This week, law schools across Canada are back in. Admittedly, my back-to-school emotions are mixed.
As an out-of-province student, I am excited to reunite with friends and classmates. I am equally sad to leave my partner, family, and friends behind in Ontario. As e-mails and announcements regarding bookstore hours and class registration trickle in, an additional feeling is setting in as I prepare to return to Ludlow Hall: angst.
I do not identify as a student who found first year easy. Not even a little bit. Coming from years of working where big efforts tended to translate into big rewards, in law school the pain, relative to the gains, is sometimes so disproportionate it leaves me disillusioned.
On our first day of classes, John Williamson, University of New Brunswick’s former dean of law, cautioned the first-year class. “Law school will require some adjustments,” he said. “The study of law is somewhat different than what you experienced in other disciplines. Be patient and give yourself time to make those adjustments.”
He was right. In 1L, every non-academic undertaking — from my love life to laundry — took a backseat to casebooks, study group meetings, and office-hour visits with professors. All the while, I was alert to how my classmates were performing given the often-unspoken law student dogfight to be “above average.”
It was not until mid-May — off campus and away from the grind — that I began feeling like my normal self and I became fully aware of the toll of law school. Apparently, I am not alone.
“I feel both anticipation and some angst about second year,” says Geoff Kowalski, my spirited UNB classmate. “1L was demanding and given what I now know about law school, despite the fact that I have more latitude in course selection this year, coming off the summer, I need to gear up and get ready for another eight months of intensity.”
Like Kowalski, knowing what I am stepping back into, I can prepare accordingly. With one caveat: some days in law school I am not certain I actually know anything! It’s a shared sentiment among several of my classmates that somehow, law school congregates the best and brightest students, then lobs at us a curriculum of such paralyzing workloads and unfamiliar content that our once-titanium confidence begins to corrode.
Having survived and succeeded in first year and now a little older and a tad wiser, my confidence is returning.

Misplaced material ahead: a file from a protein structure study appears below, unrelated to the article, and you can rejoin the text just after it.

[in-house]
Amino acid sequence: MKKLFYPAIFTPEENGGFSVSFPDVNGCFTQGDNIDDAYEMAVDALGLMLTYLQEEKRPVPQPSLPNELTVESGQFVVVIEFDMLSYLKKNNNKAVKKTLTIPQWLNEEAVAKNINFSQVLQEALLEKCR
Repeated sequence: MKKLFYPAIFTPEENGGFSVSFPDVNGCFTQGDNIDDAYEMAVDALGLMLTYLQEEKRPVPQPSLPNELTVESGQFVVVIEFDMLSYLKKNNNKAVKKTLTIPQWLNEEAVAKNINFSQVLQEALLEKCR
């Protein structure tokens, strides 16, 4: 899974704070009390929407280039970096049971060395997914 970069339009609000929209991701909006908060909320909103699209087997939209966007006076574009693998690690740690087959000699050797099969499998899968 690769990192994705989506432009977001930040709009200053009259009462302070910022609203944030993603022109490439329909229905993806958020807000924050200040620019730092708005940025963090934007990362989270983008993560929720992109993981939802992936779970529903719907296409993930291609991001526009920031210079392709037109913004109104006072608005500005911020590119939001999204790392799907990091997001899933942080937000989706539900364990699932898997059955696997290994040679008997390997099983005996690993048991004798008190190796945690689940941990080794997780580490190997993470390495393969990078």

And it certainly helps that I can choose five of the 10 courses I am taking this year. I expect ranging topics like labour law, securities regulation, and gender, sexuality, and the law will hold my interest more easily than first-year mandatories like constitutional law (my 1L bugbear).
My fellow 2L students across the country and I are mindful of new challenges awaiting this year.
As student recruitment by large firms in Calgary, Toronto, and Vancouver rolls out in the fall, students eyeing a summer job in these markets need to add prepping for interviews to our to-do lists, above and beyond academics.
University of Toronto law student Vidushi Hora, my new friend who I met on the Bay Street law firm tours junket this summer, is mindful of the on-campus interviews.
“I’m pretty excited to be going back to school especially now that the application process for OCIs is done,” she says. “Things will probably get hectic once law school is in full swing and we begin to prepare for interviews, but one thing I’ve learned is that there is no point in wasting energy in stressing about something that is out of my control.”
And similarly, she is keen on the flexibility of 2L. “It will be great to take courses in things that I’m interested in and not have to take mandatory courses in subjects that I know I won’t be pursuing.”
Taking on leadership roles on campus is another commonality for 2Ls. With a co-chair, Hora will be leading the South Asian Law Students’ Association at U of T this year.
“I’m really looking forward to co-chairing an organization that has not been a part of University of Toronto law for far too many years.”
Balancing school and extracurricular commitments will be a juggling act I also need to steady. My time management skills will be tested by filing this monthly column as well as my responsibilities as chairman of OUTLaw, UNB’s law society for LGBTQ students and allies. I recall from first year, however, that outlets like these help to keep school in perspective.
The transition from 1L to 2L for a handful of students is compounded by transferring to a new school. Though many law students, like my friend and former classmate Jim Wu — who is transferring from UNB to the University of Victoria — are incredibly adept at change.
“I am excited about transferring to UVic,” says Wu. “I moved a lot as a kid so I don’t mind being a new student. Plus I heard UVic possesses all the qualities of UNB such as friendly and supportive profs and classmates, small classes, and a very collegial and welcoming environment but with the added bonus of west coast weather.”
My friend Justin Wong is following the same path to UVic from UNB.
“Anticipating the start of second year as a transfer gives me a feeling that I am becoming all too familiar within my study and practice of the law,” he says. “The same feeling I had the first day of class in first year. The same feeling I had the first day of summering at the law firm. The same feeling I have every time I received a research question from a lawyer. The terror that I know nothing and the excitement to find the way ahead.”
As campuses reopen, a degree of terror and excitement seems to be the new normal for many 2Ls, this writer included. But if this mashup of feelings is becoming familiar, we are learning, improving, and growing.